Possibly the only downside to living in San Miguel de Allende is its waterless location. Sure, there’s a sizable reservoir and a few paltry streams, but being 6,000 miles up in the high desert means there are no white sand beaches and crashing waves a la Puerto Vallarta or Tulum.
It’s only been three weeks since I left my seaside hometown in California, but I’m already missing the water something fierce. I knew there was a hot springs just outside of San Miguel, but it wasn’t until my sister visited that I actually discovered it. For a mere 110 pesos ($8.50 US, and two for one entry every Friday), we felt as though we had been transported to a tropical island, where warm turquoise water beckoned beneath fluttering banana palms.
There were only two main pools open that day (a third was drained, but is surely functioning in the high season), each surrounded by a fringe of lush grass. Children are welcome at La Gruta, and I happily played with my eight month old niece as she splashed in the pool for the first time.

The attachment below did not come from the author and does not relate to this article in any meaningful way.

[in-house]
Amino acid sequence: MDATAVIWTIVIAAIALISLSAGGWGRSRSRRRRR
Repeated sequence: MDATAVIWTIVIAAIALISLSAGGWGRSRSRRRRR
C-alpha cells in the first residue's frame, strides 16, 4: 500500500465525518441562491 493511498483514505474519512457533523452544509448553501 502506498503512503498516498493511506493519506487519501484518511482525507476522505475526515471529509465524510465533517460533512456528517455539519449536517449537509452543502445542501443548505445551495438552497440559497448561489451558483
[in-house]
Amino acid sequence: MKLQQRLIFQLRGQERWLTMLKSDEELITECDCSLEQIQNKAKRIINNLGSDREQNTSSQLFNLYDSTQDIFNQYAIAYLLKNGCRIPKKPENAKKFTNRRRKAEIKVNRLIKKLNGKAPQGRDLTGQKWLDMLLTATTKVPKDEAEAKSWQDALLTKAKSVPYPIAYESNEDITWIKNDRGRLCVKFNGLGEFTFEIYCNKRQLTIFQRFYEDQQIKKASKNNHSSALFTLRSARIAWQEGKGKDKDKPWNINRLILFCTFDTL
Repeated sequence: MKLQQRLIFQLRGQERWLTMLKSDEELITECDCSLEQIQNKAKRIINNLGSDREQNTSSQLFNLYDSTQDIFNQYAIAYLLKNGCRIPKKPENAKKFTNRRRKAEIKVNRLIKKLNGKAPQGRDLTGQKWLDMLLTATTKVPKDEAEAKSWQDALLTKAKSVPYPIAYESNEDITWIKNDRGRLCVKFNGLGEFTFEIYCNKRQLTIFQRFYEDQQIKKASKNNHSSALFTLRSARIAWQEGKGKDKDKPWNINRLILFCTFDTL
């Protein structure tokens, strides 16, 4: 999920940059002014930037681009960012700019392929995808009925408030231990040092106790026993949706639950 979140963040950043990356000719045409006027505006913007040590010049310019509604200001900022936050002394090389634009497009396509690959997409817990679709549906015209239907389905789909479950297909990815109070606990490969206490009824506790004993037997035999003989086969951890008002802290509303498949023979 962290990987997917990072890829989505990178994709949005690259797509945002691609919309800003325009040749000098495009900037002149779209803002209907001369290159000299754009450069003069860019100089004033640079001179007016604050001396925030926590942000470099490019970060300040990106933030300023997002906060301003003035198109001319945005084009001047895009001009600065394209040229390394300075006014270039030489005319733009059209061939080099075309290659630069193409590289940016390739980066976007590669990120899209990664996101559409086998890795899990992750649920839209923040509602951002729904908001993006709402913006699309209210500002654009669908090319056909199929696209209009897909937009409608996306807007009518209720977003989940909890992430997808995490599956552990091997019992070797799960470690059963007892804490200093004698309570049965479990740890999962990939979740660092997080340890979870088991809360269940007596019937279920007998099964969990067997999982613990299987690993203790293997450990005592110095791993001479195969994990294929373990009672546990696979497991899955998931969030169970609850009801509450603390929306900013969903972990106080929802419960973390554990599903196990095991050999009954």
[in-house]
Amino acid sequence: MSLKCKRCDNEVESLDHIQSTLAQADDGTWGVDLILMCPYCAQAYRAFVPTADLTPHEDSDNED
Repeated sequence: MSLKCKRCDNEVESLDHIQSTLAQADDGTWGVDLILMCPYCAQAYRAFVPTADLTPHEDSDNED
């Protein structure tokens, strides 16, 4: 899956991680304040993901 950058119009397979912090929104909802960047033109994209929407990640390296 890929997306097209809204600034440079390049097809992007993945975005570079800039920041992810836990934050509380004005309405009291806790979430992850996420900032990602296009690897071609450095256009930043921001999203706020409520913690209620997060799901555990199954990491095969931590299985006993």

The star of La Gruta is the rock enclosed grotto, accessed through a long, half submerged cave. The water temperature steadily climbs as you make your way deeper through the murky tunnel, and I couldn’t help imagining less than pleasant creatures lurking in the depths. But persevere and there really is light at the end of the…you know. A domed oculus illuminates the immense circular grotto, where scantily clad people patiently wait in line for their chance under the spring fed waterfall.
Once fingers and toes begin to prune, indulge in an après swim Piña Colada at the bar (or even better—get one delivered pool side) or a plate of spicy enchiladas at La Gruta’s outdoor restaurant. There’s also a playground for the kids, a game room and a day spa to round out the day.
Sure, it’s not quite the ocean, but La Gruta gave this California girl a much needed day at the beach.